THE WILL-WRITING PROJECT
Mary Ann DiGiovanni
The rationale for exploring the idea of will-writing for people who are old and mentally retarded centers on the concept of normalization. Under this concept, people who are mentally retarded are provided with experiences "which are as culturally normative as possible, in order to establish and/or maintain personal behaviors and characteristics which are as culturally normative as possible." 1 The staff of the Kennedy Aging Project believed that participation in will-writing can contribute to clients' personal dignity and self-esteem. The process provides opportunities for the client to discuss death, loss, significant relationships in her life, and the notion of survivorship. The will-writing process gives permission and legitimacy for the client to discuss these subjects.
This chapter will first briefly describe how the will-writing project evolved. The second part of the chapter will outline the "will-writing process" as developed by participating Aging Project staff.
An attorney, a law student, and a clinical psychologist participated in this project. The plan was to involve these staff members in all phases of will-writing, including all meetings with the client, from the original interview through the actual writing of the will.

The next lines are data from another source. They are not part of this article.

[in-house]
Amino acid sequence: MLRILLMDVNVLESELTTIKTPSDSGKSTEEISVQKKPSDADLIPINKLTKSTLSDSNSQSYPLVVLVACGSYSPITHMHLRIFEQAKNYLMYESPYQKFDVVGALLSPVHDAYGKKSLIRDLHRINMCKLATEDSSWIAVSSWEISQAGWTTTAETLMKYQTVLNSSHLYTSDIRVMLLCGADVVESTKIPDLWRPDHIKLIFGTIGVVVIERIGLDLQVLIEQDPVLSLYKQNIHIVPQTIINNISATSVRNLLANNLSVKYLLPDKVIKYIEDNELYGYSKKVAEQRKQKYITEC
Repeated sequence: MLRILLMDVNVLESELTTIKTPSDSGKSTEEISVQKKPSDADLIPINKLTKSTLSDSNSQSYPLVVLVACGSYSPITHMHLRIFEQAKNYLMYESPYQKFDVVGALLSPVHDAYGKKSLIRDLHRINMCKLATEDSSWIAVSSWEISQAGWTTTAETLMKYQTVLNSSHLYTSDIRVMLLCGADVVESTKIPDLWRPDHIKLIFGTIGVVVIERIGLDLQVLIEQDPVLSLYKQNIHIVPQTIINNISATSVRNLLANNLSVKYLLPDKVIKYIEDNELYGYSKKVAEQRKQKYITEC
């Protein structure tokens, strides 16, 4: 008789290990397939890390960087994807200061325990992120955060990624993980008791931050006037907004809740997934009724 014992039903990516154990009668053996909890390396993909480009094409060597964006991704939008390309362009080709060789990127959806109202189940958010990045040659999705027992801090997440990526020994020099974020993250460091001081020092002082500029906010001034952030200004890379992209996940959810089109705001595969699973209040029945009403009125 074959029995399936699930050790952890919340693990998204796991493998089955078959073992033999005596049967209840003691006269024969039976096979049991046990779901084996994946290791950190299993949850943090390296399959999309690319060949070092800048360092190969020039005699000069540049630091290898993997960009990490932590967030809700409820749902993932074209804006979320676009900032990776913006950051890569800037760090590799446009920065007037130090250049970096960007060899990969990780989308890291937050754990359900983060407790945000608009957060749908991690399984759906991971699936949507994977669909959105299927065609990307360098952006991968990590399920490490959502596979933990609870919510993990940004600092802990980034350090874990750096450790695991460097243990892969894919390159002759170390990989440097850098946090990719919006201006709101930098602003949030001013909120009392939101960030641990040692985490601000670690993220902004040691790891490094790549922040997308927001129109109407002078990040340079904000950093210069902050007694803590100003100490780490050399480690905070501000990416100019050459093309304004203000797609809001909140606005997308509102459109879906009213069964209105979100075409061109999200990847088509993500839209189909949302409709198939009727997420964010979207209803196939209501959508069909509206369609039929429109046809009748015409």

The initial stages of research and discussion focused on legal requirements under Massachusetts law (Mass. Gen. Law Ch. 191, Sec. 1.). The primary legal considerations were testamentary capacity, matters of attorney-client privilege, and the manner by which the will-writing service was procured and would unfold. The staff determined that clients without guardians (presumed competent) would become the first candidates for the service.
As to testamentary capacity, the standard that a proponent of a will must meet was set forth in Tamicone v. Cummings, (166 N.E.2d 737, 740 ( Mass. 1980)). In that case, the court stated,